The City of Vancouver’s LGBTQ advisory committee once again has a full slate of members, whose priority list now includes addressing concerns about the Davie Village’s decline, affordable housing, safety, youth issues and trans inclusion.
The committee’s 12-member roster includes Metha Brown, Adeline Huynh, Dean Malone, Myriam Dumont, Michael Kushnir, Richard Overgaard, Michelle Fortin, Mohammad Basir-Kazerooni, Patrick Tham and returning members Drew Dennis, Barb Snelgrove and Ron Stipp.
Their terms expire in December 2014.
Kushnir would like to see more attention paid to the community’s needs in East Vancouver. “One of the key things to look at is that there is a comparative advantage to doing queer events downtown, but they must fit into a certain framework, otherwise they won’t work,” says Kushnir, who co-produces the popular East Van party SPIT.
Kushnir also calls for a “long, frank, brutal community discussion” about the challenges facing the Davie Village.
“Davie St is dying. Some might say it’s already dead, and largely speaking it’s because it’s de-gaying,” he says, pointing to the area’s ongoing gentrification.
He remembers checking out the West End as a 19-year-old and finding the $800-per-month rent tag for a one-bedroom exorbitant — a bargain these days, he observes.
“The problem has gotten a lot worse, and it’s priced out a lot of younger queers that want to inject their energy into this neighbourhood,” he says. “What that leads to is a lack of community regeneration.”
The culture of the West End is slow to change, but how it changes is up to the community, Kushnir says. “Unless we take some action as a society, the home that we have today will continue to slip away,” he warns. “There are a lot of people from Prince George and Smithers and Medicine Hat that come out to Vancouver, and they’re just not seeing the same kind of community that they were perhaps expecting, or that we had perhaps a generation ago.”
Fortin, treasurer of the Vancouver Dyke March, is also concerned about affordable housing. “There are some new youth housing pieces on the line in the next few years, and I’d like to see more,” she says. “I’d also like some options that are not just apartments but some intentional group-living options for queer youth.”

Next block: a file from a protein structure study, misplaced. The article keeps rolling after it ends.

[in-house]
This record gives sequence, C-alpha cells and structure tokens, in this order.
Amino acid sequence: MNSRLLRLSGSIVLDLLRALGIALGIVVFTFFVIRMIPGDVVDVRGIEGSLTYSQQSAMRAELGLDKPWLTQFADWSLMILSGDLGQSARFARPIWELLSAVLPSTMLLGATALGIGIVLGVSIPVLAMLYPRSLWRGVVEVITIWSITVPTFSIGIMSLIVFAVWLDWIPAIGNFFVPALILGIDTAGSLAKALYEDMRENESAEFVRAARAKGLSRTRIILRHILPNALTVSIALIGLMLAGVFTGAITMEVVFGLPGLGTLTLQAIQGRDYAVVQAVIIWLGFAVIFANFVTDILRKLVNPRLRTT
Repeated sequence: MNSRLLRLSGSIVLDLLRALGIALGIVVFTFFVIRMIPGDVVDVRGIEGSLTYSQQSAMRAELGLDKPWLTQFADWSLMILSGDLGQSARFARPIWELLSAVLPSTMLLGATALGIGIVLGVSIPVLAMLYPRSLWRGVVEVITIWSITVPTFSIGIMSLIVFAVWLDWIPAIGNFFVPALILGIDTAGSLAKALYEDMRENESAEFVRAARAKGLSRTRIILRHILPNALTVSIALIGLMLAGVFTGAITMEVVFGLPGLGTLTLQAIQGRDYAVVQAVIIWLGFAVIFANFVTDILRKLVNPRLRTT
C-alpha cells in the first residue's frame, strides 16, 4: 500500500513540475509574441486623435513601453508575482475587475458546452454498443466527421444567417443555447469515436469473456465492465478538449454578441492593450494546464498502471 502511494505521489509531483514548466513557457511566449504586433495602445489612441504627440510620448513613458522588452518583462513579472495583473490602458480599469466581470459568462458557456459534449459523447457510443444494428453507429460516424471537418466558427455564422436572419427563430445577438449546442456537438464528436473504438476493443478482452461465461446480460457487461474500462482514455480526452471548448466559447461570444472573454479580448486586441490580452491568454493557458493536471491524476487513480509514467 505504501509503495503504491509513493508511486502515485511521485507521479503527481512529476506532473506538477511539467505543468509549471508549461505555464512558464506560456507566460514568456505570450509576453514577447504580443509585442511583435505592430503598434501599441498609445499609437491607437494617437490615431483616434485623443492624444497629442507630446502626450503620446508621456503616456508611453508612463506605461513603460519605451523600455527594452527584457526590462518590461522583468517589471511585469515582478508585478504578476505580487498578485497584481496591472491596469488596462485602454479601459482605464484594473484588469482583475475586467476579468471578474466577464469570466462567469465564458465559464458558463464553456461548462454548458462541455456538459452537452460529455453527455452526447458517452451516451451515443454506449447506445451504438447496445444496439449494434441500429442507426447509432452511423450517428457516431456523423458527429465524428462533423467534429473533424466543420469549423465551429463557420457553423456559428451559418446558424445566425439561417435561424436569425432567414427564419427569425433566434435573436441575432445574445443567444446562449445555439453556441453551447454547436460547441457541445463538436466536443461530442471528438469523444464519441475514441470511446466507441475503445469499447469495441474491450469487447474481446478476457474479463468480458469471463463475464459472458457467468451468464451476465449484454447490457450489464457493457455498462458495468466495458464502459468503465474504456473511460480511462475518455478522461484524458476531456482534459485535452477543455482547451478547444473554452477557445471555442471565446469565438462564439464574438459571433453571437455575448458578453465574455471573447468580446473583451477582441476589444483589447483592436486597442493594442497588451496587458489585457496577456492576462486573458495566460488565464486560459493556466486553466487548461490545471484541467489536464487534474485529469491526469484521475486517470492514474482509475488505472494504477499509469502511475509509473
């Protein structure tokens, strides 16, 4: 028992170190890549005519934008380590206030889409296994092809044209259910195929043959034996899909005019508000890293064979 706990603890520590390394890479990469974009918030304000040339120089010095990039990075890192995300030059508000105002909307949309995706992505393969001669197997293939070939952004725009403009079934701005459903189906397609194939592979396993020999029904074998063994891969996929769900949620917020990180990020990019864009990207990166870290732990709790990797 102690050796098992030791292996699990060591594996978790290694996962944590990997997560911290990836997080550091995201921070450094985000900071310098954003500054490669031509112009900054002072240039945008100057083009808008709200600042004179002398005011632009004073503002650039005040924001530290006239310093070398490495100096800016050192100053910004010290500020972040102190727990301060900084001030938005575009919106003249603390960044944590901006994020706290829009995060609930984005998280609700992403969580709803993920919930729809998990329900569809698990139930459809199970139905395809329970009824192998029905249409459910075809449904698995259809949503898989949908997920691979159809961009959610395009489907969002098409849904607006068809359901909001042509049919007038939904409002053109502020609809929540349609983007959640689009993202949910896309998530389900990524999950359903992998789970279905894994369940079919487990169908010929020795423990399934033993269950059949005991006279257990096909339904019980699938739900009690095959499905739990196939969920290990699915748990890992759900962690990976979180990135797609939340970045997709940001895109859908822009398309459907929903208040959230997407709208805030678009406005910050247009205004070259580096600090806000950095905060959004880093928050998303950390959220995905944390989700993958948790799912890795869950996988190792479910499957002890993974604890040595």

Huynh, a GAB youth worker, is particularly concerned about the safety of queer youth in schools. “I know that’s a provincial matter, but I think the city can be very influential in that as well, creating that whole provincewide anti-homophobia, anti-transphobia policy, which is gaining a lot of traction,” she says. “As a professional queer, I’ve been supporting our community a lot in terms of safe spaces and inclusivity and diversity issues, and I just wanted to take it to another level and be involved in a planning or policy-change capacity. That’s where a lot of change has to happen.”
Huynh is also keen to be a voice for diversity on the committee. “That would be one of my top concerns and interests, so I will be bringing it to the table, and I would like to see an actual, real commitment to inclusion and diversity, not just tokenism. It’s not good enough to see some faces on a poster or some faces on a committee,” she says. “It’s important to see real systemic change, but exactly how that is going to happen during my time on committee, I don’t know, but I’m going to stay hopeful and see what happens.”
Members also intend to push forward with the previous committee’s work on trans issues.
Barb Snelgrove, who’s returning for a second term, says a lot of what the committee worked on last time can be carried over into the new committee. “Plus with fresh eyes and ears, I’m quite sure in our first few meetings we will discover new things and new avenues that need to be addressed,” she says.